A couple of years ago, I was introduced to the concept of City Resilience by some of my colleagues at Arup. Initially, I considered ‘resilience’ to be the likely next step for the ‘sustainability’ movement.
However, as I look more into it, I am changing my view and realising that resilience is its own field, with potentially a lot of new and exciting thinking to bring to the sphere of city planning and public policy.
What is it about?
Although a bit long, I often revert to this definition:
Urban Resilience is the capacity of individuals, communities, institutions, businesses, and systems within a city to survive, adapt, and grow no matter what kinds of chronic stresses and acute shocks they experience.
I like it because it brings together many of the key concepts:
Systems – our cities have become an intricate web of complex systems. This is precisely why the concept of resilience which originates in the field of ecology (i.e. resilient ecosystems) has great relevance to the urban context today.
Survive, adapt, grow – resilience is not just about ‘bouncing back’ after an event, it is also about building flexibility into the city systems such they can adapt to the change and thus do not need to ‘bounce back’.
Chronic and acute – resilience is not just about reacting to sudden catastrophic events such as earthquakes and terror attacks. It is also about dealing with long-term challenges such as poverty and climate change.
How is it different?
Resilience widens discussions and debates such that they are about the entire population, particularly the vulnerable. It brings a recognition that a city is only as strong as its weakest link (system, demographic group, or neighbourhood). This becomes obvious as soon as system-thinking is applied to a city.
Planning for resilience also brings a realisation that good planning is not about predicting the future and designing to accommodate or mitigate it. Rather, it is about holistic, responsible strategic planning and implementation that results in a strong city that can flourish regardless of circumstances, many of which are beyond our control.
Finally, resilience is not about the triple bottom line. While it encompasses all three aspects (environmental, social, economic) and more, it does so in a different paradigm – one which relates more to complex realities and outcomes than to individual disciplines. Only once I stopped looking for the environmental / social / economic tags, did I begin to grasp what resilience could be about.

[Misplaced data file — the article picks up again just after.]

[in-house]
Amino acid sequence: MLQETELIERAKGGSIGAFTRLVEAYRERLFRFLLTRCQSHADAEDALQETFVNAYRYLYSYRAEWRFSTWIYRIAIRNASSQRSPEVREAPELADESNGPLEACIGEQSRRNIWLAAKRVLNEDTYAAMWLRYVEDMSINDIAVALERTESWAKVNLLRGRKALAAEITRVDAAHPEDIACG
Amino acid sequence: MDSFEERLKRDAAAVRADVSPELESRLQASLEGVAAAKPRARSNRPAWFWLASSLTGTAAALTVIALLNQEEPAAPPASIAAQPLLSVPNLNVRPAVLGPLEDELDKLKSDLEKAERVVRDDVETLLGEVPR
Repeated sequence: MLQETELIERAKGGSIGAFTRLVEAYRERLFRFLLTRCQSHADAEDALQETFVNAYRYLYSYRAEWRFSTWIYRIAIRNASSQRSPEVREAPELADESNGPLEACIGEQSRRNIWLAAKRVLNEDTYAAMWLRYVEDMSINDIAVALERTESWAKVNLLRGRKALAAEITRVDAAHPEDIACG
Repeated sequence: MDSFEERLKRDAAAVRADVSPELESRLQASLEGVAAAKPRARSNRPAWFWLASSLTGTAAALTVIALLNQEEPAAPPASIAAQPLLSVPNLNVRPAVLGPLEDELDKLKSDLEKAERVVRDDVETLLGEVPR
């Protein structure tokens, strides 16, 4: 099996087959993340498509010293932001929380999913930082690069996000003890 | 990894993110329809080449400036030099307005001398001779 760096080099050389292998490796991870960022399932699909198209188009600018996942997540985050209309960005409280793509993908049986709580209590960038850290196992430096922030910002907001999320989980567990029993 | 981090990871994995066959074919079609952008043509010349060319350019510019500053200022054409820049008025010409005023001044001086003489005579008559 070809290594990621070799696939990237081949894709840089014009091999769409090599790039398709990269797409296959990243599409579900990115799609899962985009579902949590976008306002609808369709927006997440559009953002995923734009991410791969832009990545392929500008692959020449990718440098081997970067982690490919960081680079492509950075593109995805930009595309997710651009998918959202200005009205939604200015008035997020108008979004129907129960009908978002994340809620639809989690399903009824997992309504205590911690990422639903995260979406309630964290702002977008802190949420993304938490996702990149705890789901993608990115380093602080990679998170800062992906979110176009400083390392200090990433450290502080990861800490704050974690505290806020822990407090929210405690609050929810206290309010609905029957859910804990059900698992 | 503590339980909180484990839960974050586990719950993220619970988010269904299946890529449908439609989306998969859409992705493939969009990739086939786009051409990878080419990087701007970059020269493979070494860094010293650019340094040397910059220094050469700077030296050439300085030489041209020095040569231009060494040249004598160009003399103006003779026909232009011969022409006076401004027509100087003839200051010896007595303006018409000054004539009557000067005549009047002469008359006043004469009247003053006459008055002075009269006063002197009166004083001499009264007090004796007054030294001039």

What are cities in the Middle East doing about Resilience?
Amman, Byblos and Ramallah have already been chosen to be part of the 100 Resilient Cities (100RC) challenge, and are developing strategies related to their specific challenges (including energy security, rapid expansion, and climate risks).
The recently released Dubai Plan 2021 explicitly references resilience in a number of places, and implicitly refers to it in others.
A number of other countries in the region (e.g. Qatar, Oman) are looking into climate change adaptation strategies, which could be a way of beginning the wider discussion around resilience.
Want to find out more?
Resilience is a concept here to stay. I don’t think it will generate its own industry of consultants, advisors and analysts like the sustainability movement has. Rather, I believe it will be a term city planners and built-environment professionals will help to define and refine in the coming 5 – 10 years.
Global research and development initiatives, like the 100RC, will play an important part in applying the concepts to real-life situations.
If you’re interested in exploring the concept further and integrating the thinking it into your own work, below are a few suggested links:
ICLEI Resilience Library
City Resilience Framework